Arrays.sort(values);
System.out.println("Sorted");

final float[] steps = new float;
steps = 1;
for (int i = 0; i < 999; i++)
steps[i] = values[size * size / 1000 * (i + 1)];
System.out.println("Calculated steps");

for (int i = 0; i < 10; i++) {
System.out.println();
for (int j = 0; j < 100; j++)
System.out.print(steps[i * 100 + j] + "f, "); //Output usuable for array initialization
System.out.println();
System.out.println();
}
``````

Lookup code:

``````public final static float[] perlinThresholds = new float[]{}; //Initialize it with the generated thresholds.

public static float getThreshold(float percent) {
return perlinThresholds[(int)(percent * 1000)];
}

public static float getThreshold(int promill) {
return perlinThresholds[promill];
}

X
``````
• would you care to share that resulting array somewhere? Maybe someone can figure out a "good enough" formula for its real cumulative distribution function. Jul 15 '12 at 13:09

Here's an analytic solution which doesn't depend on keeping data around, and is continuous. Following the method described here, I produced a histogram of perlin noise values, then approximated the continuous distribution function by summing the histogram, so `cdf(x)`

``````cdf(x) = sum(histogram[i] for all i < x)
``````

Then I used Wolfram Alpha to approximate `cdf(x)` with a fifth-degree polynomial. This gave me this function:

``````function F(x) { return (((((0.745671 * x + 0.00309887) * x - 1.53841) * x - 0.00343488) * x + 1.29551) * x) + 0.500516;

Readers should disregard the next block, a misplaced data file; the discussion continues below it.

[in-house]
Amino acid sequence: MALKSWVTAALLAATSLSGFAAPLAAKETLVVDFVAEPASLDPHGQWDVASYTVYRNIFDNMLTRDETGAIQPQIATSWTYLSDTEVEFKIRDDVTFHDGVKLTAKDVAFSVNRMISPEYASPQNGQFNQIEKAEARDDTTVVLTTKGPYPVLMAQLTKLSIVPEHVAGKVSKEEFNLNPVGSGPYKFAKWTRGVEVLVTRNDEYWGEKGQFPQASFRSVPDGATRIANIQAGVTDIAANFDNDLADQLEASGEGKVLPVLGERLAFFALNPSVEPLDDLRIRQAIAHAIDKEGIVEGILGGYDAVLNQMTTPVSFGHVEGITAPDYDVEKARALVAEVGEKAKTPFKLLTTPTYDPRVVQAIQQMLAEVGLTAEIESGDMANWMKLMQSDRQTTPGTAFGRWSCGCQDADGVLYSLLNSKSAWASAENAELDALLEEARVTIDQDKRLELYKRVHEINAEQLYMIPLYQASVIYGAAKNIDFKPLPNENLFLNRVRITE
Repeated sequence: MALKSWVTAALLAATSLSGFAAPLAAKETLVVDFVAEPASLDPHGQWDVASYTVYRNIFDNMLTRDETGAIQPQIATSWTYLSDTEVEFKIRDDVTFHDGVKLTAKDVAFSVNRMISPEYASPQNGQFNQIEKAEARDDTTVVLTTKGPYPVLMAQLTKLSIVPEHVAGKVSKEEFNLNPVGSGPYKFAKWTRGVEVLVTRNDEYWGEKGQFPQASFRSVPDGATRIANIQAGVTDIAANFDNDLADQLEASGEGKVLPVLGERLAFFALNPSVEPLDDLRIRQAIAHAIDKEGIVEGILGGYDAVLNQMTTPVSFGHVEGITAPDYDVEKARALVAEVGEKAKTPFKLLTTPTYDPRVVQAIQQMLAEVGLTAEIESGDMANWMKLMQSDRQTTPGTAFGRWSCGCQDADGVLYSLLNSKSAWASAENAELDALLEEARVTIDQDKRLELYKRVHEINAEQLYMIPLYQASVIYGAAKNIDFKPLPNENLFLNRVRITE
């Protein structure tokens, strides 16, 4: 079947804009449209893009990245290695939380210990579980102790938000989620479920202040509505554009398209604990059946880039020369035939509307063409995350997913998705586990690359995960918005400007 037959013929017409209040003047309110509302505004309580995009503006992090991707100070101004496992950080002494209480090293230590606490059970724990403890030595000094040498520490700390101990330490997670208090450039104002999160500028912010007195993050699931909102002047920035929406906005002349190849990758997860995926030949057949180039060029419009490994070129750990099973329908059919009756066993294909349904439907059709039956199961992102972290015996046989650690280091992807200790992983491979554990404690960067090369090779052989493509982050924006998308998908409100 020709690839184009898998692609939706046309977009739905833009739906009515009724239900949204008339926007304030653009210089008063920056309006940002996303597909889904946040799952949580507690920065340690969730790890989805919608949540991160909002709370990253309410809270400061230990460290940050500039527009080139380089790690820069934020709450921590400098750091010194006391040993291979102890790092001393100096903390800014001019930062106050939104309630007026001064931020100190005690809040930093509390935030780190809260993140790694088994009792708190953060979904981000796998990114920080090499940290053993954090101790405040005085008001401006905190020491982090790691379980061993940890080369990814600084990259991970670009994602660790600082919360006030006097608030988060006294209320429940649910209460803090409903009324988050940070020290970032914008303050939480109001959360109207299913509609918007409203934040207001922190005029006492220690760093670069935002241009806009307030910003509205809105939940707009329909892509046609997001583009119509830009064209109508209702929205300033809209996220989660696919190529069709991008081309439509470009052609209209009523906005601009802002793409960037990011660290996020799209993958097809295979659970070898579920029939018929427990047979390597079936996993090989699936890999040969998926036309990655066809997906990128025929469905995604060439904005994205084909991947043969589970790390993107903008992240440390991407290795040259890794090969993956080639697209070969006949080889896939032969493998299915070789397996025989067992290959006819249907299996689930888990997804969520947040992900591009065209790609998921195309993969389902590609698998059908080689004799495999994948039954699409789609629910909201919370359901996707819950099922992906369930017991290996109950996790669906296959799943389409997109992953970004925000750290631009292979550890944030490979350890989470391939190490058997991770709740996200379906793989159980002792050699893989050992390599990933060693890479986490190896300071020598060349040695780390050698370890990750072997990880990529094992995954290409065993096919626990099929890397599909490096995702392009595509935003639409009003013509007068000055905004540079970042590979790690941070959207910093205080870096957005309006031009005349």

``````

x^5+0.00309887 x^4-1.53841 x^3-0.00343488 x^2+1.29551 x+0.500516 u = (u + 0.002591009999999949) / 1.0055419999999997; // cross (0,0) and (1,1)

``````F(x) = 0.745671 x^5 + 0.00309887 x^4 - 1.53841 x^3 - 0.00343488 x^2 + 1.29551 x + 0.500516
``````

Now `F(perlin.noise2(...))` gets reasonably close to being uniformly distributed.

This function doesn't quite pass through points `(-1,0)` and `(1,1)` so you could correct it as

``````F1(x) = (F(x) + 0.002591009999999949) / 1.0055419999999997
``````

The function also strays just above 1 near `x = 1` and just below 0 near `x = -1`, so you should clamp it between 0 and 1 if that matters to you.

``````F2(x) = max(min(F1(x), 1), 0)
``````

(I'll leave this pretty terse unless someone who wants more detail appears. Leave a comment if so.)

Well, if it is almost Gaussian, then 70% would be everything below 0.75, see this table: http://www.roymech.co.uk/Useful_Tables/Statistics/Statistics_Normal_table.html

Simply add 1 and divide by 2 ? This would give you a distribution centered on 0.5 and from 0 to 1.

EDIT : your want a threshold splitting 70% vs 30% you have to use the cumulative distribution function of the normal law, you just have to find the x such as the probability of being under x is 0.7. Please note that this work for normal distribution only, if you distribution is always between -1 and 1, it's not a normal distribution. Normal distribution output interval is supposed to be -∞ and +∞. The solution mentionned by @paxinum could be simpler that doing the computation yourself.

• Yeah, but it's still normal distributed and I don't know what 70% would be. Jul 14 '12 at 22:17
• Normal distributed means you can "normalize it" by substracting average dividing by standard deviation. Then a table (like the one mentioned by @Paxinum ) gives you the threshold to consider (which is 0.53 for having a split at 70%). Jul 19 '12 at 11:11